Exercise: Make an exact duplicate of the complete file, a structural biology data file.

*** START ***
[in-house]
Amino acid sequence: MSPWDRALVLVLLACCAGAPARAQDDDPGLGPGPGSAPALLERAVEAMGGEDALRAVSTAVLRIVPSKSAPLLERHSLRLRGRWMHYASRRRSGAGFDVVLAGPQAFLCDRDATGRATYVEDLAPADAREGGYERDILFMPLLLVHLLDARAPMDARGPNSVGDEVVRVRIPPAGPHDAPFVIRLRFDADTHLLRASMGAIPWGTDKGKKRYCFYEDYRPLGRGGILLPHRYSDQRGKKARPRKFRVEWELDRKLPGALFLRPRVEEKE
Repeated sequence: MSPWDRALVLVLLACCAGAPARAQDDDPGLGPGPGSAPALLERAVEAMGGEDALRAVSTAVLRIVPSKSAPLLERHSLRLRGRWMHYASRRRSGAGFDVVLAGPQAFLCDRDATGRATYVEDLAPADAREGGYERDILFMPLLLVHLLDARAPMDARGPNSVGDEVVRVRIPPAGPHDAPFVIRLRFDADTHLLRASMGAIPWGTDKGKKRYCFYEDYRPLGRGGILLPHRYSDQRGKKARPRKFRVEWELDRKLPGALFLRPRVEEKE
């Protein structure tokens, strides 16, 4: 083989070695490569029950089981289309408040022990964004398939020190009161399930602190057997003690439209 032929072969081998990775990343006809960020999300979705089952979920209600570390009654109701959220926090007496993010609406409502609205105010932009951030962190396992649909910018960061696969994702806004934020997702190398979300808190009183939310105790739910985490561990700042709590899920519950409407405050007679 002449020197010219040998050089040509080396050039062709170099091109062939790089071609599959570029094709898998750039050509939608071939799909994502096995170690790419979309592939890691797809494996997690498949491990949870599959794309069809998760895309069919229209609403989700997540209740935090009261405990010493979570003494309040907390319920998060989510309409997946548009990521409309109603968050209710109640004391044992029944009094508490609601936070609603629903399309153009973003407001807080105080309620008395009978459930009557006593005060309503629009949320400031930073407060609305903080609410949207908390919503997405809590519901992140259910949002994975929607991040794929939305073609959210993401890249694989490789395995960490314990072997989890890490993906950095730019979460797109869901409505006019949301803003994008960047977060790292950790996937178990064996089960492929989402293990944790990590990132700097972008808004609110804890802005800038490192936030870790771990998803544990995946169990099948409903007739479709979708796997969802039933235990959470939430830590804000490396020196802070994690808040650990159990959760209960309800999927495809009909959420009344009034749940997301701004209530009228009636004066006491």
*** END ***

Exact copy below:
[in-house]
Amino acid sequence: MSPWDRALVLVLLACCAGAPARAQDDDPGLGPGPGSAPALLERAVEAMGGEDALRAVSTAVLRIVPSKSAPLLERHSLRLRGRWMHYASRRRSGAGFDVVLAGPQAFLCDRDATGRATYVEDLAPADAREGGYERDILFMPLLLVHLLDARAPMDARGPNSVGDEVVRVRIPPAGPHDAPFVIRLRFDADTHLLRASMGAIPWGTDKGKKRYCFYEDYRPLGRGGILLPHRYSDQRGKKARPRKFRVEWELDRKLPGALFLRPRVEEKE
Repeated sequence: MSPWDRALVLVLLACCAGAPARAQDDDPGLGPGPGSAPALLERAVEAMGGEDALRAVSTAVLRIVPSKSAPLLERHSLRLRGRWMHYASRRRSGAGFDVVLAGPQAFLCDRDATGRATYVEDLAPADAREGGYERDILFMPLLLVHLLDARAPMDARGPNSVGDEVVRVRIPPAGPHDAPFVIRLRFDADTHLLRASMGAIPWGTDKGKKRYCFYEDYRPLGRGGILLPHRYSDQRGKKARPRKFRVEWELDRKLPGALFLRPRVEEKE
């Protein structure tokens, strides 16, 4: 083989070695490569029950089981289309408040022990964004398939020190009161399930602190057997003690439209 032929072969081998990775990343006809960020999300979705089952979920209600570390009654109701959220926090007496993010609406409502609205105010932009951030962190396992649909910018960061696969994702806004934020997702190398979300808190009183939310105790739910985490561990700042709590899920519950409407405050007679 002449020197010219040998050089040509080396050039062709170099091109062939790089071609599959570029094709898998750039050509939608071939799909994502096995170690790419979309592939890691797809494996997690498949491990949870599959794309069809998760895309069919229209609403989700997540209740935090009261405990010493979570003494309040907390319920998060989510309409997946548009990521409309109603968050209710109640004391044992029944009094508490609601936070609603629903399309153009973003407001807080105080309620008395009978459930009557006593005060309503629009949320400031930073407060609305903080609410949207908390919503997405809590519901992140259910949002994975929607991040794929939305073609959210993401890249694989490789395995960490314990072997989890890490993906950095730019979460797109869901409505006019949301803003994008960047977060790292950790996937178990064996089960492929989402293990944790990590990132700097972008808004609110804890802005800038490192936030870790771990998803544990995946169990099948409903007739479709979708796997969802039933235990959470939430830590804000490396020196802070994690808040650990159990959760209960309800999927495809009909959420009344009034749940997301701004209530009228009636004066006491």